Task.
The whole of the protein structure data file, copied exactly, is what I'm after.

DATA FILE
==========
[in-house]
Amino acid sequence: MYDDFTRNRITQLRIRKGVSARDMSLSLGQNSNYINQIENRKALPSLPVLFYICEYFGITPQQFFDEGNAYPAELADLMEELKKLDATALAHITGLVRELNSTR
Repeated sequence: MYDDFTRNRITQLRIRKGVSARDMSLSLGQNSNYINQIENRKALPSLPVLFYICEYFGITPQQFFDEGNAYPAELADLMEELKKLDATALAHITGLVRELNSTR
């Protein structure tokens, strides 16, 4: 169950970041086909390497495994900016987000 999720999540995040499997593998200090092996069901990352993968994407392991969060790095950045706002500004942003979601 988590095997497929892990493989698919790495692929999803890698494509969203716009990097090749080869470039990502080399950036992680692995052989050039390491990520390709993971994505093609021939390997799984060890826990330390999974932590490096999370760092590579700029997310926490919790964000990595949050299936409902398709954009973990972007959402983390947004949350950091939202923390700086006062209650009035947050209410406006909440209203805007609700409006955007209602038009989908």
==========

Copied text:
[in-house]
Amino acid sequence: MYDDFTRNRITQLRIRKGVSARDMSLSLGQNSNYINQIENRKALPSLPVLFYICEYFGITPQQFFDEGNAYPAELADLMEELKKLDATALAHITGLVRELNSTR
Repeated sequence: MYDDFTRNRITQLRIRKGVSARDMSLSLGQNSNYINQIENRKALPSLPVLFYICEYFGITPQQFFDEGNAYPAELADLMEELKKLDATALAHITGLVRELNSTR
């Protein structure tokens, strides 16, 4: 169950970041086909390497495994900016987000 999720999540995040499997593998200090092996069901990352993968994407392991969060790095950045706002500004942003979601 988590095997497929892990493989698919790495692929999803890698494509969203716009990097090749080869470039990502080399950036992680692995052989050039390491990520390709993971994505093609021939390997799984060890826990330390999974932590490096999370760092590579700029997310926490919790964000990595949050299936409902398709954009973990972007959402983390947004949350950091939202923390700086006062209650009035947050209410406006909440209203805007609700409006955007209602038009989908």